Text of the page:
INTRODUCTION TO POWERS OF TEN
Example of a very large whole number: 100,000,000,000
Example of a very small decimal number: .000000000006
Electrical measurements often involve large whole numbers or small decimal numbers.
Working with large whole numbers and small decimal numbers can be time-consuming. Also,
using numbers with many zeros may lead to mistakes. Powers of 10 are used to express
large whole numbers and small decimal numbers as equivalent numbers containing only a
few digits. Obviously, numbers containing fewer digits are easier to use.
Powers of 10 involve the use of exponents. An exponent is a small number written above and
to the right of a number which is the base number. The exponent indicates the number of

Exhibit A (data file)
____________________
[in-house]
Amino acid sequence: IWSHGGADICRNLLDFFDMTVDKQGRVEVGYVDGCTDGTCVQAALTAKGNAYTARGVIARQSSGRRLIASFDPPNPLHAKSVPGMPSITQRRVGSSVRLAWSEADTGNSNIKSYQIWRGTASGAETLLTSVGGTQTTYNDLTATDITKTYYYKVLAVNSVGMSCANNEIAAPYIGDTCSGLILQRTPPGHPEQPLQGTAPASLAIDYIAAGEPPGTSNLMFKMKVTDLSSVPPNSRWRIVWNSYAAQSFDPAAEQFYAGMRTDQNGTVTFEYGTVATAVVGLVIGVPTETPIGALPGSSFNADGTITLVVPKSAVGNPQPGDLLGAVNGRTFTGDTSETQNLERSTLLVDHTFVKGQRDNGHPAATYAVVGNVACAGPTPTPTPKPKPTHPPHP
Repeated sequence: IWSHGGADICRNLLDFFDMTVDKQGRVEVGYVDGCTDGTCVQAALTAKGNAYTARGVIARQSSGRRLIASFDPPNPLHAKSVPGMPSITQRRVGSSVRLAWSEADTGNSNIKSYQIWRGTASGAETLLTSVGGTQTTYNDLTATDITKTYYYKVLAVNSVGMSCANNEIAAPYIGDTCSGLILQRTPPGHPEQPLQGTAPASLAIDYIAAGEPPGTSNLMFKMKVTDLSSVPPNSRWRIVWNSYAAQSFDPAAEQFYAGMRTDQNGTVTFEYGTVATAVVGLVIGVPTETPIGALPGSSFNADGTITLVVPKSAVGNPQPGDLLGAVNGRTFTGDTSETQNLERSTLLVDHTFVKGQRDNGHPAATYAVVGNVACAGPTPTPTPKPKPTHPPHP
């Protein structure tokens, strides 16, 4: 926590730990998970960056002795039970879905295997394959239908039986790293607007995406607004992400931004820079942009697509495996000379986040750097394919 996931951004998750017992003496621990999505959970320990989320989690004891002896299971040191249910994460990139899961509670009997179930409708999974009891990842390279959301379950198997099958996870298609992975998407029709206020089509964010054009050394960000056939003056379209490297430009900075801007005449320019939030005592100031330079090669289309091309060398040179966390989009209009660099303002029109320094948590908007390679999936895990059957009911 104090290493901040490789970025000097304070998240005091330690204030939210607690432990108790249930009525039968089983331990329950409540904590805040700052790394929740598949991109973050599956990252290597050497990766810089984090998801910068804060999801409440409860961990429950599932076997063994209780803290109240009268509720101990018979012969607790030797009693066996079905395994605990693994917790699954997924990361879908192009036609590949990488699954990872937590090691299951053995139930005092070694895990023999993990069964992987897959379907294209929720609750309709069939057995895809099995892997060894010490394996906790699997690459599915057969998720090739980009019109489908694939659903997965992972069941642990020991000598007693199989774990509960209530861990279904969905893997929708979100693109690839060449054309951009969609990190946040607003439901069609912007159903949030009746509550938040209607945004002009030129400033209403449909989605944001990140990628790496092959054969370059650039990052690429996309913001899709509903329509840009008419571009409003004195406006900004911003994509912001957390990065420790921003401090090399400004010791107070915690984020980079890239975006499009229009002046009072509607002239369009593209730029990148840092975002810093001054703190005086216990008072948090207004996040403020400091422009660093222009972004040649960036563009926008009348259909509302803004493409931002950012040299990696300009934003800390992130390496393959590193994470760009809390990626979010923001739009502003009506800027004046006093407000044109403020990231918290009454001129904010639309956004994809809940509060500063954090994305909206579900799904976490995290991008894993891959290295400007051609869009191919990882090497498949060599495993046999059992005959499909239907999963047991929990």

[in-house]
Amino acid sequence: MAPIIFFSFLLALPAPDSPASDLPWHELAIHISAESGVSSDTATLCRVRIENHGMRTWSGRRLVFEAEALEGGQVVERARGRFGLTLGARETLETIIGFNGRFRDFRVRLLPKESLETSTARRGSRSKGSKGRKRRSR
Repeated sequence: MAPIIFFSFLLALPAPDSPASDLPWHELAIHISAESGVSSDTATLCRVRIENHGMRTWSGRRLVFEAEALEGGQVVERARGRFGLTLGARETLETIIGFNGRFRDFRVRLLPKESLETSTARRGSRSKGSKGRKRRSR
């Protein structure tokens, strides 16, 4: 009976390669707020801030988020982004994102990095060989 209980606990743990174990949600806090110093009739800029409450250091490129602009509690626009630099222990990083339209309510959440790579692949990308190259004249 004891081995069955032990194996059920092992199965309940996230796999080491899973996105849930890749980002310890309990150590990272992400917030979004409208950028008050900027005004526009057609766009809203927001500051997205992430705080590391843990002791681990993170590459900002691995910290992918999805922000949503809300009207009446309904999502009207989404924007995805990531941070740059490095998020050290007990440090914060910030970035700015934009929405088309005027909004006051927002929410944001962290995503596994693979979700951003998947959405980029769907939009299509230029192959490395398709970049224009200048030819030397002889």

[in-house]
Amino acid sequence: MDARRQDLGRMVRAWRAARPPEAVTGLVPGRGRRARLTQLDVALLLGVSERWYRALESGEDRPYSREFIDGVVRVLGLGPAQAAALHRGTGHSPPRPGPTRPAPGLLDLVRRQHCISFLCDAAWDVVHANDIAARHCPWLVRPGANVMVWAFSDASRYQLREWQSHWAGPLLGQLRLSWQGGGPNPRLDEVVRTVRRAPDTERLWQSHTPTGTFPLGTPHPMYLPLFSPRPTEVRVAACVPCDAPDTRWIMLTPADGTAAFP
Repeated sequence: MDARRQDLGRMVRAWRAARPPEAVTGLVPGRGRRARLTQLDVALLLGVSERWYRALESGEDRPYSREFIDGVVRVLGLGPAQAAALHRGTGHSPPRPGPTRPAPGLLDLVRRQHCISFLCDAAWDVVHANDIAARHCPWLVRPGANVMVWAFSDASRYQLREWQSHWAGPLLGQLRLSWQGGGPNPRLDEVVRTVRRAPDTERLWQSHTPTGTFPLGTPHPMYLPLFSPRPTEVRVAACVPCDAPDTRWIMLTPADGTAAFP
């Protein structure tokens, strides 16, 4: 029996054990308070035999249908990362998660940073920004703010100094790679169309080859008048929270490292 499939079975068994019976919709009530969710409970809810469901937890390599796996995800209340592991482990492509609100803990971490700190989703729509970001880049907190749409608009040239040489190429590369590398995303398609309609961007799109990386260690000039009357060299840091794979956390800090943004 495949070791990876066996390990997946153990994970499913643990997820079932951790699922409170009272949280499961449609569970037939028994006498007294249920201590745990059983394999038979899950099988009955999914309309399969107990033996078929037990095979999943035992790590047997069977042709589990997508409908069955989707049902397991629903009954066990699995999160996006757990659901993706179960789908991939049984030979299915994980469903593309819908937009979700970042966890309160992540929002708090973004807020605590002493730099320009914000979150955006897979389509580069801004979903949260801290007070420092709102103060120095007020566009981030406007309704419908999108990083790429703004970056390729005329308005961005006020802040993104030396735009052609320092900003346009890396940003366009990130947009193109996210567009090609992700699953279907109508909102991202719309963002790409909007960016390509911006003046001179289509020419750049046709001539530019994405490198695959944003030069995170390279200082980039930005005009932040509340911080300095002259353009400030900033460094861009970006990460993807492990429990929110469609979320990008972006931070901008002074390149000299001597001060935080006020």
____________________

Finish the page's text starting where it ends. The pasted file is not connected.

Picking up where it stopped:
times the base is to be taken as a factor.
For example: 103 = 10 X 10 X 10 1,000.
Multiples of 10, greater than one, can be expressed as the base 10 with a positive exponent.
For example: 10 = 101
100 = 102
1,000 = 103, etc.
Multiples of 10, between 0 and 1, can be expressed as the base 10 with a negative exponent.
For example: .1 = 10-1
.01 = 10-2
.001 = 10-3, etc.
The base 10, written without an exponent, actually has an exponent of 1.
Thus, 10 = 101.
The base 10, with an exponent of zero, is equal to one. Thus, 100 = 1.
No response required.